All patient with limited stage received a bimodality treatment with chemoradiation. Fifty-six percent of extensive stage patients received chemotherapy. One patient received platinum and irinotecan, while all other patients with extensive disease who received chemotherapy were treated with platinum and etoposide. The other 46% of patients with extensive stage disease received only supportive care with no chemotherapy; 15% of those patients declined chemotherapy, 9% expired before obtaining the final pathology read but received supportive care while in the intensive care unit, and the remainder had very poor performance status with advanced age. Fifteen percent patients had surgical resection of their primary cancer, in the setting of a diagnostic evaluation. The overall response rate in the PD-L1 positive group was 80% versus 67% in the PD-L1 negative group (p-value 0.67) [Table 2]. The median overall survival for the PD-L1 positive group, regardless of stage, was 11.5 months versus 7 months for the PD-L1 negative group (p-value 0.34) [Fig. 2]. Patients with limited stage disease with positive PD-L1 staining had a median 53 months overall survival compared to PD-L1 negative patients with limited disease whose median overall survival was 15 months (p-value 0.80) [Table 3]. Extensive stage patients had median overall survival that was similar between PD-L1 positive and negative groups, 4 months vs 5 months respectively (p-value 0.50).
Table 2

The overall response rate and median survival between PD-L1 positive and negative groups across all cancer stages

 

PD-L1 positive (n = 12)

PD-L1 negative (n = 22)

P value

Received treatment

10 (83%)

16 (73%)

 

Response rates to treatment

8 (80%)

11 (67%)

0.67

Median overall survival (mo.)

11.5

7

0.34

Fig. 2
Fig. 2

Overall survival (months) of ESCC patients in PD-L1 positive versus negative groups (p 0.34)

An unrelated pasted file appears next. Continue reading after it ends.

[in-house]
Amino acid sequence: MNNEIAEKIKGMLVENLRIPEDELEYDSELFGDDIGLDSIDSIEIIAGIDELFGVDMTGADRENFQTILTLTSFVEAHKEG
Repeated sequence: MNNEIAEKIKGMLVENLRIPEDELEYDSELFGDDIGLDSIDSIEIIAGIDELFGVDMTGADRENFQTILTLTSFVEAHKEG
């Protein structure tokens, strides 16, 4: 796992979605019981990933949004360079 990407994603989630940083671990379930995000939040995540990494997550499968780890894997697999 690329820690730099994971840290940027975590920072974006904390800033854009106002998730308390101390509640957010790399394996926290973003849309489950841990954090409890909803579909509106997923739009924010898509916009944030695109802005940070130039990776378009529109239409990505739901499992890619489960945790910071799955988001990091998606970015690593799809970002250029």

Table 3

The overall response rate and median survival between limited stage PD-L1 positive and negative groups

 

Limited stage disease

P value

PD-L1 positive

PD-L1 negative

(n = 6)

(n = 5)

Male sex (%)

4 (66%)

2 (40%)

 

Received treatment

6 (100%)

5 (100%)

 

Response rates to treatment

6 (100%)

5 (100%)

 

Alive at 1 year

6 (100%)

4 (80%)

 

Median overall survival (mo.)

53

15

0.80

Of the 25 patients who relapsed, 14 patients relapsed after 2007 when the FDA approved Topotecan for relapsed small cell carcinoma of the lung. Two Patients declined additional chemotherapy, two patients received Topotecan without any response and the remaining 10 patients progressed rapidly and didn’t get treated due to poor performance status. None of the patients received second line chemotherapy before 2007.

Discussion

Our data showed that 35% of ESCC tumor samples were positive for PD-L1(CPS ≥1). PD-L1 positive tumors showed a trend toward improved median overall survival and there was separation of survival curves between the PD-L1 positive and negative groups at around 1 year, though not statistically significant.

Treatment of ESCC tends to follow the treatment plan utilized for small cell lung cancer. First line treatment with platinum-based chemotherapy remains the standard. Second line treatments are lacking for all patients with small cell carcinomas, regardless of tissue of origin, with topotecan as the only FDA approved drug in the second line setting [14]. Immunotherapy is a promising treatment for small cell carcinomas. PD-L1 inhibitors have been investigated in small cell lung cancer in a phase IB study (NCT02054806) as second line therapy. In that trial, 20 patients with SCLC expressing PD-L1 by immunohistochemistry were treated with pembrolizumab. Objective responses were observed in seven cases (35%) [15]. Both nivolumab and ipilimumab have also demonstrated activity in early-phase clinical studies. In a phase II study, 216 patients were assigned to treatment with nivolumab or nivolumab plus ipilimumab at three different dose combinations. An objective response was achieved in 10% of patients receiving nivolumab only versus 21% of patients receiving both nivolumab and ipilimumab at any dose combination [16].

PD-1/PD-L1 inhibition has shown efficacy in a variety of malignancies in both first line and subsequent therapy [1719]. Many trials have attempted to identify subsets of patients who are most likely to benefit from PD-L1 checkpoint inhibition by assessing PD-L1 expression in tumor specimens and/or tumor microenvironment. Cancers with high PD-L1 expression have consistently demonstrated a higher response rate to PD-1/PD-L1 antibodies than cancers that lack PD-L1 expression, although the use of such inhibitors are not limited to the positive expressers. The use and pitfalls of PD-L1 assays have been reviewed recently [20]. As it remains controversial regarding which scoring system is preferable to grade the expression, we used the CPS because of the recent trend in using this scoring in other tumors mainly gastrointestinal [12, 13]. We aimed to provide more information about the tumor cells and their microenvironment (lymphocytes, and macrophages), for this unstudied area of such a rare disease.